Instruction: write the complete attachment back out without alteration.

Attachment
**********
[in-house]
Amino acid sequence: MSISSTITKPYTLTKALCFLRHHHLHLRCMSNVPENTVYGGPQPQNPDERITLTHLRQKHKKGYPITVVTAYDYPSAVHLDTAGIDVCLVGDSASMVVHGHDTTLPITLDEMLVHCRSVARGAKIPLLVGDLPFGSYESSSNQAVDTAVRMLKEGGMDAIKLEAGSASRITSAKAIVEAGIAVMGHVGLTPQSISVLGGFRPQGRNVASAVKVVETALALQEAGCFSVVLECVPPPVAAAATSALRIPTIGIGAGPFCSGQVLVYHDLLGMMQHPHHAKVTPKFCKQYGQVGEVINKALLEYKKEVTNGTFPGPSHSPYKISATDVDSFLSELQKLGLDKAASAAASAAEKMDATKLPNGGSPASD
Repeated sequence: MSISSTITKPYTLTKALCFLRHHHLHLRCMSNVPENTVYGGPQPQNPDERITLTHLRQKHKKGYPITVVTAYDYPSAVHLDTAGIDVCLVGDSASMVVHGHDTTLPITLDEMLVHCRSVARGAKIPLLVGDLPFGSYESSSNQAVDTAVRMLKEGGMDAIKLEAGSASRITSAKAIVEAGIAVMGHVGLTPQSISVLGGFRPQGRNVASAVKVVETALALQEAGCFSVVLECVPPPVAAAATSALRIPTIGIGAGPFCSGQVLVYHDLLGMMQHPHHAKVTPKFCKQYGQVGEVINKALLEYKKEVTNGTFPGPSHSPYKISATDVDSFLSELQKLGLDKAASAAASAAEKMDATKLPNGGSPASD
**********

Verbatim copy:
[in-house]
Amino acid sequence: MSISSTITKPYTLTKALCFLRHHHLHLRCMSNVPENTVYGGPQPQNPDERITLTHLRQKHKKGYPITVVTAYDYPSAVHLDTAGIDVCLVGDSASMVVHGHDTTLPITLDEMLVHCRSVARGAKIPLLVGDLPFGSYESSSNQAVDTAVRMLKEGGMDAIKLEAGSASRITSAKAIVEAGIAVMGHVGLTPQSISVLGGFRPQGRNVASAVKVVETALALQEAGCFSVVLECVPPPVAAAATSALRIPTIGIGAGPFCSGQVLVYHDLLGMMQHPHHAKVTPKFCKQYGQVGEVINKALLEYKKEVTNGTFPGPSHSPYKISATDVDSFLSELQKLGLDKAASAAASAAEKMDATKLPNGGSPASD
Repeated sequence: MSISSTITKPYTLTKALCFLRHHHLHLRCMSNVPENTVYGGPQPQNPDERITLTHLRQKHKKGYPITVVTAYDYPSAVHLDTAGIDVCLVGDSASMVVHGHDTTLPITLDEMLVHCRSVARGAKIPLLVGDLPFGSYESSSNQAVDTAVRMLKEGGMDAIKLEAGSASRITSAKAIVEAGIAVMGHVGLTPQSISVLGGFRPQGRNVASAVKVVETALALQEAGCFSVVLECVPPPVAAAATSALRIPTIGIGAGPFCSGQVLVYHDLLGMMQHPHHAKVTPKFCKQYGQVGEVINKALLEYKKEVTNGTFPGPSHSPYKISATDVDSFLSELQKLGLDKAASAAASAAEKMDATKLPNGGSPASD